The leaders of Ephraim (a collective term for the 10 northern tribes of Israel) had passed this point of no return. They had become completely infatuated with the pantheistic polytheism of the nations, being “joined” to their symbolic models of natural forces and all the immoral practices that accompanied such nature worship. The word for “joined” means “fascinated by.” They had been brought so deeply under the occult powers behind these nature-god idols as to be irrevocably committed to them, so that it would be a waste of time and tears to try to reclaim them now.
The Scriptures contain many similar warnings. “My spirit shall not always strive with man” (Genesis 6:3). “Let them alone: they be blind leaders of the blind” (Matthew 15:14). “There is a sin unto death: I do not say that he shall pray for it” (1 John 5:16). “Give not that which is holy unto the dogs, neither cast ye your pearls before swine” (Matthew 7:6). Pharaoh repeatedly “hardened his heart” against God, and finally God Himself hardened Pharaoh’s heart (e.g., Exodus 8:15; 10:27). “God gave them up” (Romans 1:24, 26, 28).
These should be sobering words to anyone who is becoming enchanted with evolutionism, or occultism, or any form of pantheistic humanism. As long as such a person has any qualm of conscience, or even any doubts about the pseudo-scientific philosophy to which he is becoming addicted, there is hope that he might yet turn to the true God of creation. To continue in his present course, however, is presumptuous and deadly. The time will come, perhaps sooner than he thinks, when God will say: “Let him alone.” HMM
Be merciful unto me, O Lord: for I cry unto thee daily. Rejoice the soul of thy servant: for unto thee, O Lord, do I lift up my soul.
—Psalm 86:3-4. And here’s a little prayer that was made by Lady Julian:
O God, of Thy goodness give me Thyself, for Thou art enough for me, and I may ask nothing that is less and find any full honors to Thee. God give me Thyself!
We make out that a revival is everybody running around falling on everybody else’s neck and saying, “Forgive me for thinking a bad thought about you. Forgive me for that nickel that I forgot to pay back.” Or we say a revival consists of people getting very loud and noisy. Well, that might happen in a revival, but the only kind of revival that would be here when the worlds are on fire is the revival that begins by saying, “Oh God, give me Thyself! For nothing less than Thee will do.”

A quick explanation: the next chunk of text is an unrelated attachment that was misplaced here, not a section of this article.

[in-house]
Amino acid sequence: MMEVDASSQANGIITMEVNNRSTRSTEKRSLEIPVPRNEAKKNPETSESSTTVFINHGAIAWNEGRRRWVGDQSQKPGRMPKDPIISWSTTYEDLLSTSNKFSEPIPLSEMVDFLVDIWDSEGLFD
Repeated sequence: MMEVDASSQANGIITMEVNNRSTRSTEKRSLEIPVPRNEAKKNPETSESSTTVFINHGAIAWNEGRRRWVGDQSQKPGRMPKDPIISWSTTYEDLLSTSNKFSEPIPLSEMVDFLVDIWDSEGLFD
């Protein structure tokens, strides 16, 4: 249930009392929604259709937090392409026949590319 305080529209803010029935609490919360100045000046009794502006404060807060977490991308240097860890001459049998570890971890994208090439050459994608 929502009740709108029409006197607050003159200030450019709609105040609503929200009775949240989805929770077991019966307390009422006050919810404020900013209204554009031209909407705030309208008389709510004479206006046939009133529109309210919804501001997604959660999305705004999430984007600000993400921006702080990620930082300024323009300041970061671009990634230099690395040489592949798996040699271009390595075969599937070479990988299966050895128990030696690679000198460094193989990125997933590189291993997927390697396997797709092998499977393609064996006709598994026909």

“Anything less than God,” Julian said, “ever me wanteth.” I like that little expression. Translated into modern English it means, “It won’t be enough.” AOG032
Oh, God, “of Thy goodness give me Thyself.” Amen.
The peace of God, which passeth all understanding, shall keep your hearts and minds through Christ Jesus.—Philippians 4:7.
I Take Thee for my Peace, O Lord,
My heart to keep and fill;
Thine own great calm, amid earth’s storms,
Shall keep me always still,
And as Thy Kingdom doth increase,
So shall Thine ever-deepening peace.
Annie W. Marston.
Remember this, busy and burdened disciple; man or woman tried by uncertain health; immersed in secular duties; forced to a life of almost ceaseless publicity. Here is written an assurance, a guarantee, that not at holy times and welcome intervals only, not only in the dust of death, but in the dust of life, there is prepared for you the peace of God, able to keep your hearts and thoughts in Christ Jesus. It is no dead calm, no apathy. It is the peace of God; and God is life, and light, and love. It is found in Him, it is cultivated by intercourse with Him. It is “the secret of His presence.” Amidst the circumstances of your life, which are the expression of His will, He can maintain it; He can keep you in it. Nay, it is not passive; it “shall keep” you, alive, and loving and practical, and-ready at His call.
Hanley C. G. Moule.
“His heavens shall drop down dew.” Deut. 33:28
What the dew in the East is to the world of nature, that is the influence of the Spirit in the realm of grace. How greatly do I need it! Without the Spirit of God I am a dry and withered thing. I droop, I fade, I die. How sweetly does this dew refresh me! When once favored with it I feel happy, lively, vigorous, elevated. I want nothing more. The Holy Spirit brings me life, and all that life requires. All else without the dew of the Spirit is less than nothing to me: I hear, I read, I pray, I sing, I go to the table of communion, and I find no blessing there until the Holy Ghost visits me. But when He bedews me, every means of grace is sweet and profitable.
What a promise is this for me! “His heavens shall drop down dew.” I shall be visited with grace. I shall not be left to my natural drought, or to the world’s burning heat, or to the sirocco of Satanic temptation. Oh, that I may at this very hour feel the gentle, silent, saturating dew of the Lord! Why should I not? He who has made me to live as the grass lives in the meadow, will treat me as He treats the grass; He will refresh me from above. Grass cannot call for dew as I do. Surely, the Lord who visits the unpraying plant will answer to His pleading child.